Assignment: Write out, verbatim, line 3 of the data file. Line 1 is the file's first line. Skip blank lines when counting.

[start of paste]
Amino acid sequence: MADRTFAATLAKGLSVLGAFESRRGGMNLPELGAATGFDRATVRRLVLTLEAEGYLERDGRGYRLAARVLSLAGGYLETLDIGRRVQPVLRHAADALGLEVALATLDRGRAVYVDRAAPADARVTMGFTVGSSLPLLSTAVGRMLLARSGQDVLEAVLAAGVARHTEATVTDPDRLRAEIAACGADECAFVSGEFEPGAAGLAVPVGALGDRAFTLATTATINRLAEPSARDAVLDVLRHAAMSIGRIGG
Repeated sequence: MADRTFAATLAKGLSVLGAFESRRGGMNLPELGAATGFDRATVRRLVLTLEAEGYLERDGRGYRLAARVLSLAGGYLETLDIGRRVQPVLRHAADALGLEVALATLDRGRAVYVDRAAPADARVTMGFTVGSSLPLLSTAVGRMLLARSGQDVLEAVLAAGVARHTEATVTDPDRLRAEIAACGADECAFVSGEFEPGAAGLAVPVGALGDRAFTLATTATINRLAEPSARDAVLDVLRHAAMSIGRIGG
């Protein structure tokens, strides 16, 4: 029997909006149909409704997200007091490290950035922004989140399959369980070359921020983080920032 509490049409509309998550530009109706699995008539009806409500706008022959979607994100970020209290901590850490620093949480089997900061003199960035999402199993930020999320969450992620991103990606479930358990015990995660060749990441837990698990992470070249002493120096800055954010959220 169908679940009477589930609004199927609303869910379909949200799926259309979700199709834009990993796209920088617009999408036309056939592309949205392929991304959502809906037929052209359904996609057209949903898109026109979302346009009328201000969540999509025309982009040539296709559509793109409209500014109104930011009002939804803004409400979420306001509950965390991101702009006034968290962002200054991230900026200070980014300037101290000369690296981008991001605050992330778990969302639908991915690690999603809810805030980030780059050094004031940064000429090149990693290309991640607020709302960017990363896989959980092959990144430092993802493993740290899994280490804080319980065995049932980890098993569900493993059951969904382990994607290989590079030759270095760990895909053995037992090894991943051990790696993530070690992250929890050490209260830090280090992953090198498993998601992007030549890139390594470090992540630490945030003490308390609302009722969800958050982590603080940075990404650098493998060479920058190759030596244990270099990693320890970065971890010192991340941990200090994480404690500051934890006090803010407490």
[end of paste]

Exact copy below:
């Protein structure tokens, strides 16, 4: 029997909006149909409704997200007091490290950035922004989140399959369980070359921020983080920032 509490049409509309998550530009109706699995008539009806409500706008022959979607994100970020209290901590850490620093949480089997900061003199960035999402199993930020999320969450992620991103990606479930358990015990995660060749990441837990698990992470070249002493120096800055954010959220 169908679940009477589930609004199927609303869910379909949200799926259309979700199709834009990993796209920088617009999408036309056939592309949205392929991304959502809906037929052209359904996609057209949903898109026109979302346009009328201000969540999509025309982009040539296709559509793109409209500014109104930011009002939804803004409400979420306001509950965390991101702009006034968290962002200054991230900026200070980014300037101290000369690296981008991001605050992330778990969302639908991915690690999603809810805030980030780059050094004031940064000429090149990693290309991640607020709302960017990363896989959980092959990144430092993802493993740290899994280490804080319980065995049932980890098993569900493993059951969904382990994607290989590079030759270095760990895909053995037992090894991943051990790696993530070690992250929890050490209260830090280090992953090198498993998601992007030549890139390594470090992540630490945030003490308390609302009722969800958050982590603080940075990404650098493998060479920058190759030596244990270099990693320890970065971890010192991340941990200090994480404690500051934890006090803010407490």